Oral history interview with Rachael Frydman
Oral History | Accession Number: 1992.A.0123.1.2 | RG Number: RG-50.035.01.0002
I made some comments ( ) correcting or adding information to what Rachel said,
interview: 1987 May 19
Rachael Frydman (née Alperowicz), born May 8, 1926, discusses her life in a Kurzeniec, Kurenets before World War II; the lack of a Jewish ghetto in her town because it was so small; how the Germans arrived abruptly in June 1941; her sister leaving with a neighbor; how there was no full government established yet, only the army (she did not say that already on the first day the Germans arrived they took 3 Jewish young men , cousins name Zimerman, and murdered them right outside the town); how once the Gestapo came, gold and silver was demanded from everyone via the Jewish Committee; the selection process, during which individuals age 16 and up were taken away; being made to work ( they were not taken away. They were taken in the morning and returned in the evening. Only months later they were taken to Vileyka and Luban a few kilometers away. There they stayed in camps); how just before the high holidays approximately 50 men and a few women, including her neighbors across the street and two cousins, were slaughtered in the streets and how one man escaped ( They were 52 people. They were not killed in the street, they were taken to the forest. It was during Simchat Torah of 1941. It was people who had a good job when the Soviets were there and their wives, mothers and kids. Yenta Dinerstein who I spoke with watched her husband being killed and they were going to kill her and their baby.The Polish mayor of the town came running and ask the nazi head officer to let Yente and her baby go. The Nazi did it saying to Yente "next time dont marry a communist" The man Rachel said was not killed, was Yankale, son of Artzik Alperovich. He arrived after they already murdered most of the men. When he heard that they were killed for being communist, he said" Ask all the locals here. My father was sent to Siberia Why would I be a communist?. I (eilat) spoke to his brothers who were among the last family who lived in kurenets after the war).; the specific men who committed atrocities; working as a cleaning lady; the liquidation three days before the high holiday; hiding with her family in a false attic her brother had built; a neighbor reporting on them to the Germans; a family down the street committing suicide by starting a fire ( on the day of the killing, 9-9-1942 my grandfather's first cousin Ethel nee Gurevitz and her husband Zusia Benes, well off Jews with no children, decided to kill themselved and burn their home so the Nazis would get nothing. Her youngest sister Esther Reich, survived and lived in New Haven) ; sneaking out of the attic and hiding in the woods and losing track of her brother; living in a hole in the ground with 18 people; her mother being caught; how the forest was divided by numbers and each village had a part of the forest; the Germans surrounding their area of the forest on April 29, 1943; escaping the Germans; not joining partisan groups but making them food; the rainy summer of 1943; hearing that her brother was alive in the Vilna ghetto; going to several villages before returning to the woods; hearing that her brother was sent to Estonia; searching for her brother in villages, partisan groups, and the forest; finding him in the forest; and being shot at by German soldiers, but avoiding being hit by running in a zig-zag.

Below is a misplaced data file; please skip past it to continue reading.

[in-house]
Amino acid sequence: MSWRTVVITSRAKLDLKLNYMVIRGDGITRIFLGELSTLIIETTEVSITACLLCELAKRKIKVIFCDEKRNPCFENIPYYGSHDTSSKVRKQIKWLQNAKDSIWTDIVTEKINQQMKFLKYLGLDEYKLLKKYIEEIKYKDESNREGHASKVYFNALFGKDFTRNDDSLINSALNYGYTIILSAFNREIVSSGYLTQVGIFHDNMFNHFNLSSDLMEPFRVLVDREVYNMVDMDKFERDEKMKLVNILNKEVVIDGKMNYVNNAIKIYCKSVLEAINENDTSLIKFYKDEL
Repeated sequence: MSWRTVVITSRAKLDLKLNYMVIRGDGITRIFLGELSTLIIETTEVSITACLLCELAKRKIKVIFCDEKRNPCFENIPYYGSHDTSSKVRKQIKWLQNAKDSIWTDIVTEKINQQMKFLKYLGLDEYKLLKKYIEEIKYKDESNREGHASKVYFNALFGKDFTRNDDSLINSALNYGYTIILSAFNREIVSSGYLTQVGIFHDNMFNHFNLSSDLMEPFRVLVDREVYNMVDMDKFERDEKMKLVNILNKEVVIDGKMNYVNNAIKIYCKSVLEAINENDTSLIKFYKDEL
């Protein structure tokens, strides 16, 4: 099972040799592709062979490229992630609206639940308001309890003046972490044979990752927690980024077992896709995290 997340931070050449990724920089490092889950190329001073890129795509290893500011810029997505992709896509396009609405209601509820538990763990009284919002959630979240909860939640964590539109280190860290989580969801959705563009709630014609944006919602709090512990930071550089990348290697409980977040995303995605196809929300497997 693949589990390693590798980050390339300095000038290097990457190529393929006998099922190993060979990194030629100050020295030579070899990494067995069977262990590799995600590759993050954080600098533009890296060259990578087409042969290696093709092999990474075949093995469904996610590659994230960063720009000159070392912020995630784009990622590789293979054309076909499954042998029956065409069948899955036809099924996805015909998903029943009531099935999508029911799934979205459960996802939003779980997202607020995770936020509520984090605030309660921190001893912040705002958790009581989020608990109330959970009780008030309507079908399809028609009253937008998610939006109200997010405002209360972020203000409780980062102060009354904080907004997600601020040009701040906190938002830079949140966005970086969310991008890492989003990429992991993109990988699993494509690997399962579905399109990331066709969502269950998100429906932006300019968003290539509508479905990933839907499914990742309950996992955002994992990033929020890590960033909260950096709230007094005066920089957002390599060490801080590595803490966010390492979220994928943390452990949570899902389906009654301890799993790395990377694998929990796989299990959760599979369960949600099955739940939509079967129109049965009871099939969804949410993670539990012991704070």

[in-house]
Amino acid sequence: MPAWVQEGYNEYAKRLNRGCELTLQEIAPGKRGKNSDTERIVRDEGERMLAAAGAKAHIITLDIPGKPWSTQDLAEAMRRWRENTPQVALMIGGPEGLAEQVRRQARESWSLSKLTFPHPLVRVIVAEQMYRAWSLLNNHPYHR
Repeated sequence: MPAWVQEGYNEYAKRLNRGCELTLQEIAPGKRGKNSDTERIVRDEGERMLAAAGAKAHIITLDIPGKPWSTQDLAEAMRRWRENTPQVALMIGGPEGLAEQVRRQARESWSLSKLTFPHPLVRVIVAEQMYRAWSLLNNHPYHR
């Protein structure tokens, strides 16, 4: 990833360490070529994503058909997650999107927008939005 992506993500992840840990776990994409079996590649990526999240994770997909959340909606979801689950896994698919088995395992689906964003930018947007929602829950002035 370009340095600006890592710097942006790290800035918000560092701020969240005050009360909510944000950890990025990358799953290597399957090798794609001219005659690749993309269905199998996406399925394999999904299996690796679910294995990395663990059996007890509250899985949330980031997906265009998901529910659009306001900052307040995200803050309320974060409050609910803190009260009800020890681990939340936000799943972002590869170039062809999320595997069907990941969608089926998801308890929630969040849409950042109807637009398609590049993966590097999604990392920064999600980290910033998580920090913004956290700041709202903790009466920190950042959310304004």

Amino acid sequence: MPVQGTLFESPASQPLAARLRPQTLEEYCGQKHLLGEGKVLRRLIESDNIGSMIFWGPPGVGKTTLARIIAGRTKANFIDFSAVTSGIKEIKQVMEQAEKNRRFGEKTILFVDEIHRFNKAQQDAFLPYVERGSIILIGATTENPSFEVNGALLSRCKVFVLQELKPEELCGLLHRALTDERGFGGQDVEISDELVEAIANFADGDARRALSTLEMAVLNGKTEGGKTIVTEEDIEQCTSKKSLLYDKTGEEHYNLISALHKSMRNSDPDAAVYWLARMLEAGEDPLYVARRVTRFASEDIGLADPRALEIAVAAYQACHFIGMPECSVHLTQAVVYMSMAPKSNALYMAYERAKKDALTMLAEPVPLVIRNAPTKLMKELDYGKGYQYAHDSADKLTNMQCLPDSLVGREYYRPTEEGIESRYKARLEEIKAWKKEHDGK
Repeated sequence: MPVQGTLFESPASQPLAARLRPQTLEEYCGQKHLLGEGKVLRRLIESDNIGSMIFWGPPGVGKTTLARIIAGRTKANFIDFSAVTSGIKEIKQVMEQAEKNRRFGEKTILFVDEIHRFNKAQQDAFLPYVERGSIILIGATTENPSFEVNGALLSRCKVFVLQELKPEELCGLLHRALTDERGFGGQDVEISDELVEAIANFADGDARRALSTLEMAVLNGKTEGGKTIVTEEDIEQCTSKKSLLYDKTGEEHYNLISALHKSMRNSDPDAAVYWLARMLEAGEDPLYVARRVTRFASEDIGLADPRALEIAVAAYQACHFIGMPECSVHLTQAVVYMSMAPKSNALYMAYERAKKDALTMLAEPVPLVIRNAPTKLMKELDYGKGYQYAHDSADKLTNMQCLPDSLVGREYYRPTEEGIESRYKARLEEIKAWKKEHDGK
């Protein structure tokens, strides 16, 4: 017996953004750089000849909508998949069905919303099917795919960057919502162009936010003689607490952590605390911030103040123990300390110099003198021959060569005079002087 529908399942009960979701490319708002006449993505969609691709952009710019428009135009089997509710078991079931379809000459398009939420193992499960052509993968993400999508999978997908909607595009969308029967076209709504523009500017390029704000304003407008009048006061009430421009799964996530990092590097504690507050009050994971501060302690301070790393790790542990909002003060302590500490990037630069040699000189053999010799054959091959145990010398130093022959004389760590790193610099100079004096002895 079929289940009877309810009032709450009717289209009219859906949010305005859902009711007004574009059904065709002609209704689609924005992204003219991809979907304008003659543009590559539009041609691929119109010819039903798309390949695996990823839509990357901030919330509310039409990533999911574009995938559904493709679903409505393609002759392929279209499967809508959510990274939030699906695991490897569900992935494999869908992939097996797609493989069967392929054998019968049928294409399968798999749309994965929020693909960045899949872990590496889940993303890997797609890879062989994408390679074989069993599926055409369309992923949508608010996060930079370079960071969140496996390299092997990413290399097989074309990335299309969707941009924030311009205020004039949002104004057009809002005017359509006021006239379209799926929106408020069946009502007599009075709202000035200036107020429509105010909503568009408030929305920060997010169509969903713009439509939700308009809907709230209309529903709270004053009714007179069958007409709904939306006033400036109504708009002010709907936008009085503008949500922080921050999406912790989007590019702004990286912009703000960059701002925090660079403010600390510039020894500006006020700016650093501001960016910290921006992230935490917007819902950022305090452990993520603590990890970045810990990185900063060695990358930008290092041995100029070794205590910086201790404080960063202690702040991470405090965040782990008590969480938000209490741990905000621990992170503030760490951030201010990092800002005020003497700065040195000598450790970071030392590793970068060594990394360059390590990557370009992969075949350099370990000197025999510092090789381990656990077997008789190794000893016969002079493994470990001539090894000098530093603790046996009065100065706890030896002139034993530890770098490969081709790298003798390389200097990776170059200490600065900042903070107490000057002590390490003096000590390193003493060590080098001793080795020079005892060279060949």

On Wed, Aug 7, 2019 at 5:51 PM Cary Kletter <firstname.lastname@example.org> wrote:
Did you ever see this video by a Kurenets Holocaust survivor talking about what happened there?
Begin forwarded message:
From: Cary Kletter <email@example.com>
Date: July 25, 2019 at 9:06:31 AM PDT
To: Cary Kletter <firstname.lastname@example.org>
Subject: Kurenets Survivor Video